“Well, we can’t have people over if we don’t have couches.”
Just a few short months after we got married we packed up everything we owned in a small Uhaul and moved to Atlanta, GA so my husband could attend GA Tech for grad school. The only furniture on our moving truck was our bed, a side table and two hand me down bookcases.
At first I was so desperate just to find a job that furniture was the last thing on my mind. After awhile we got settled, made friends and wanted to start inviting people over. The only chairs we owned were computer desk chairs and otherwise we sat on the floor. I really wanted furniture. At the time I wasn’t a “Thrifty Little Mom”. I was a “young contemplated spender”.
We did what anyone else living on a retail and grad student income would do. We went to the furniture store and got a $0 down, 0% interest loan for a year on couches! If only my future self could talk to my past self… Since I can’t, maybe I can help some other adults in avoiding debt regret by giving you some food for thought.
1. Evaluate Needs Vs. Wants
- What humans need are water, food & shelter. If it doesn’t fall into one of those categories YOU DON’T REALLY NEED IT, you want it to make life easier in some way.
- When you decide to go into debt, borrow money or get loan evaluate how much you actually need the item right now.
- Could you wait 6 months and pay cash for the item?
- Could you buy it used?
- If you lost your job tomorrow, would you still able to make the payments for this item or would you just stop paying it and start letting the interest compound against you?
- Future Money Isn’t Real Money- Be honest with yourself and try to remember that you can’t see the future. That’s why you can’t let your financial decisions be based on money that technically doesn’t exist yet. You can plan based on what you expect to be paid but you should be cautious about buying stuff based on what’s not in your account yet.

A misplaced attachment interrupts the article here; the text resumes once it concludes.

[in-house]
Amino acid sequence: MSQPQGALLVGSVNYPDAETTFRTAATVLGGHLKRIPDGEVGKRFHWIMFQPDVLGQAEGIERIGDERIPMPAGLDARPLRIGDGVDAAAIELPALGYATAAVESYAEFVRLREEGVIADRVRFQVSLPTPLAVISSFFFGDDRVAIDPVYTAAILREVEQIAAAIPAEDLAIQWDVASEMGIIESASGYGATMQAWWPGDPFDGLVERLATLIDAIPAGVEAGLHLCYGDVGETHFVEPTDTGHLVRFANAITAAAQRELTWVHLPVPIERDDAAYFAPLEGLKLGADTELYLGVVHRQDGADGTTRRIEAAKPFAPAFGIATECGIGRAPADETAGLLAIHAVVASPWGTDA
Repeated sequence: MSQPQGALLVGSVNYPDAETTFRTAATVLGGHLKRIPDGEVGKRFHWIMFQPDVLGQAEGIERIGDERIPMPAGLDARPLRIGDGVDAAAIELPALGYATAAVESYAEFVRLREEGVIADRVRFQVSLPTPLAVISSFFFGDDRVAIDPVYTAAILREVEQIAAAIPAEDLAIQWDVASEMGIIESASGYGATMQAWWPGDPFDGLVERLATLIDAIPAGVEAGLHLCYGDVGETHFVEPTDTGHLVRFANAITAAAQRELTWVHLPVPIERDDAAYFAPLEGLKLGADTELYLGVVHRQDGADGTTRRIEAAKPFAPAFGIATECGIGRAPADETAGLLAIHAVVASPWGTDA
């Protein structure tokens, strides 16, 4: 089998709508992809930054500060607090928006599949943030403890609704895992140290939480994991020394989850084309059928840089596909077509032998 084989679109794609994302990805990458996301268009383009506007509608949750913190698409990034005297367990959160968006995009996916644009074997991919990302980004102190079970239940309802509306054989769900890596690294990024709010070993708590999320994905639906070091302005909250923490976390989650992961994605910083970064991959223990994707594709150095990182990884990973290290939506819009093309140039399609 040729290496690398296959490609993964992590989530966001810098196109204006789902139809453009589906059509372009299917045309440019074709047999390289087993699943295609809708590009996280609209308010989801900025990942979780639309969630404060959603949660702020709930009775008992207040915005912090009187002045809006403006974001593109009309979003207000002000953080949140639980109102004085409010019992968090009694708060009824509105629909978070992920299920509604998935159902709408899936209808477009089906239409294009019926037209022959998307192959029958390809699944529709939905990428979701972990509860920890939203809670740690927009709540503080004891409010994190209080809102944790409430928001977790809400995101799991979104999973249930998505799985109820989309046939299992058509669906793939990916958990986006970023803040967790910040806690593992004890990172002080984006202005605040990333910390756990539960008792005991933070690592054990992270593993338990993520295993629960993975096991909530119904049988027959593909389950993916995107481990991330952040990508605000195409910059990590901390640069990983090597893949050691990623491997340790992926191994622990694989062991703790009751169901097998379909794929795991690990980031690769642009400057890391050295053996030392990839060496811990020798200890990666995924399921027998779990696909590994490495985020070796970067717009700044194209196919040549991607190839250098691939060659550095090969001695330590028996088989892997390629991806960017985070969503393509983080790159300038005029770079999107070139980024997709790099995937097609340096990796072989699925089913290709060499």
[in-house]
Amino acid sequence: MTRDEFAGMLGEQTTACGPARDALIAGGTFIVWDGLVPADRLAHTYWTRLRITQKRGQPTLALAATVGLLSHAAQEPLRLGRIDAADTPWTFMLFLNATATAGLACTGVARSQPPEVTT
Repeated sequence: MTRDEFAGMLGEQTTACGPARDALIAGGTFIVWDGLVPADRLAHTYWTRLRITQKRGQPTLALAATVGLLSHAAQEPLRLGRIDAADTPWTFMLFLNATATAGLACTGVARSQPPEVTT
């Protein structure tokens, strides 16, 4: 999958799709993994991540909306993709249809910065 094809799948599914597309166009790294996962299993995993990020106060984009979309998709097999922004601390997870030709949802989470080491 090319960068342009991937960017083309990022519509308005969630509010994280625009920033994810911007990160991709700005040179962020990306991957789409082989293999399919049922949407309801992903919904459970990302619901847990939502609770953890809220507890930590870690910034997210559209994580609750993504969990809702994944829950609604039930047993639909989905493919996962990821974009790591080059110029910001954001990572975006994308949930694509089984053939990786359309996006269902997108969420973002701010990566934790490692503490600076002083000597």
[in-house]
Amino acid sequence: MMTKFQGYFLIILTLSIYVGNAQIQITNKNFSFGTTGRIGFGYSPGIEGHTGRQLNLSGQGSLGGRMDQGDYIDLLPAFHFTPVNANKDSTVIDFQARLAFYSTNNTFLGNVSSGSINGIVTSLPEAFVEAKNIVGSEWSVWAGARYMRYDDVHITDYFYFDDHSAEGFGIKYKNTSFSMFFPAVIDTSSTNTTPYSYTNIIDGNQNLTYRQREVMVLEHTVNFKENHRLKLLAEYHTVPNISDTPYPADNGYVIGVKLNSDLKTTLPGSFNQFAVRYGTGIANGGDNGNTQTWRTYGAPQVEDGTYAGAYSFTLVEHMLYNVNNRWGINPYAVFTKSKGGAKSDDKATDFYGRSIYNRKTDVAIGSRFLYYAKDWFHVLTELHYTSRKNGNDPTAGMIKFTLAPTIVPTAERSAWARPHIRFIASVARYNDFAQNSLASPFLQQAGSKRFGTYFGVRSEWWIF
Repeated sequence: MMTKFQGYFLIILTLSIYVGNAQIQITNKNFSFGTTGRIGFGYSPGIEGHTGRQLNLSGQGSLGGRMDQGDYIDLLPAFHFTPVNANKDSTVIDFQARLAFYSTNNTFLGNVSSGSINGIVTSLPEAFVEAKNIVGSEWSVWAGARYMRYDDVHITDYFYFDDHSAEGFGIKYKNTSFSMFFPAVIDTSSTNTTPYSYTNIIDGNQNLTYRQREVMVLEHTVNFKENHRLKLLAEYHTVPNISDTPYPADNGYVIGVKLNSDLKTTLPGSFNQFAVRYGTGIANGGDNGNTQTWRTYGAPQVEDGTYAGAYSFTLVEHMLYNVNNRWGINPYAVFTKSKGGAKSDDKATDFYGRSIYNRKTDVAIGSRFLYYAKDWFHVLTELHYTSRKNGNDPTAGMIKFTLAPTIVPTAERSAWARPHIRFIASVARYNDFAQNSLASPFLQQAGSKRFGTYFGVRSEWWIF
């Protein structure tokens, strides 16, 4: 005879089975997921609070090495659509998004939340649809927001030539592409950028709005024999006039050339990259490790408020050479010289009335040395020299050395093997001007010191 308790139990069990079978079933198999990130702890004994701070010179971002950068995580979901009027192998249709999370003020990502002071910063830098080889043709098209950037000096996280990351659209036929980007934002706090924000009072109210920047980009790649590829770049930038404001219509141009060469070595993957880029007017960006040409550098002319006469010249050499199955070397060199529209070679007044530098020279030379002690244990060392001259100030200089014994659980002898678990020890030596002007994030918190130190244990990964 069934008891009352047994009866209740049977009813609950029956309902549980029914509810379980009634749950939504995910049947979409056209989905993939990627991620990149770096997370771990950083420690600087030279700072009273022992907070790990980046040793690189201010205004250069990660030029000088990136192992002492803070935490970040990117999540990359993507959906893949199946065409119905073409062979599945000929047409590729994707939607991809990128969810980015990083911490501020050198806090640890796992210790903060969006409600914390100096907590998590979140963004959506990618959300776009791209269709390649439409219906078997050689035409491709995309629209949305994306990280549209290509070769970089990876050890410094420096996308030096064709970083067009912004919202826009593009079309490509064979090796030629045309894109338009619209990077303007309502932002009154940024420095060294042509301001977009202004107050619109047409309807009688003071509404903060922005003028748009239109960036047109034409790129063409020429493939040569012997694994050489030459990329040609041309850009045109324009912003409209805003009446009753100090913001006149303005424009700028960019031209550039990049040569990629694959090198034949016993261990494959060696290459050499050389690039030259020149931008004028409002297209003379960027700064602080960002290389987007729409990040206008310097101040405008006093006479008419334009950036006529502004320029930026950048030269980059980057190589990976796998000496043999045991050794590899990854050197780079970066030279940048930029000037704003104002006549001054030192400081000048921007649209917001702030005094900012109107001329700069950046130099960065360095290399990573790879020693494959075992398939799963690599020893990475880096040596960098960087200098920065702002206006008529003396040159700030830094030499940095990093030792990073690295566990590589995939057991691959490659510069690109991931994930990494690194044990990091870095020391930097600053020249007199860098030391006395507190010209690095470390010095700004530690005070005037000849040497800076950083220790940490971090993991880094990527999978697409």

- Mortgages- If it’s a mortgage, find a house that you can actually afford that suites your families needs. In other words, if you lost your 6 figure job, could you still make your house payments if you have to take a job that paid less money? That way when you find the right house, you can go ahead and put in an offer without worry or doubt.
- Depending on where you live and how you get to work, you may need a car.
- Reliability- The biggest debt mistake I think people make when buying cars is deciding that they need a new car fresh off the dealership lot for the car to be “reliable”.
- I’ve seen plenty of “new” cars go right back in the shop just weeks after purchase.
- Buy Used- Don’t be afraid of buying used cars but don’t just buy on a whim. There are things you should do when buying used. Clark Howard has a great article breaking down how to find a good used car on his website here.
- Don’t Buy Under Distress- 1 year ago I bought my first car. Up until that point I had driven my sister’s hand-me down Geo and then her Escort. I literally drove the Escort until it wouldn’t physically move anymore. The problem was, I didn’t really think that day was coming as soon as it did. So when it did, we had to run around trying to find me a used reliable car in our budget. We had not really been saving specifically for a car. Though we had enough money, our savings account took a big hit when we wrote the check for my Carmax Honda. We chose Carmax instead of an independent seller. At the time, we just wanted to get me a car that we knew would work, with a warranty, without wasting too much time. That probably wasn’t the best deal we could have gotten if we had planned and saved a little better.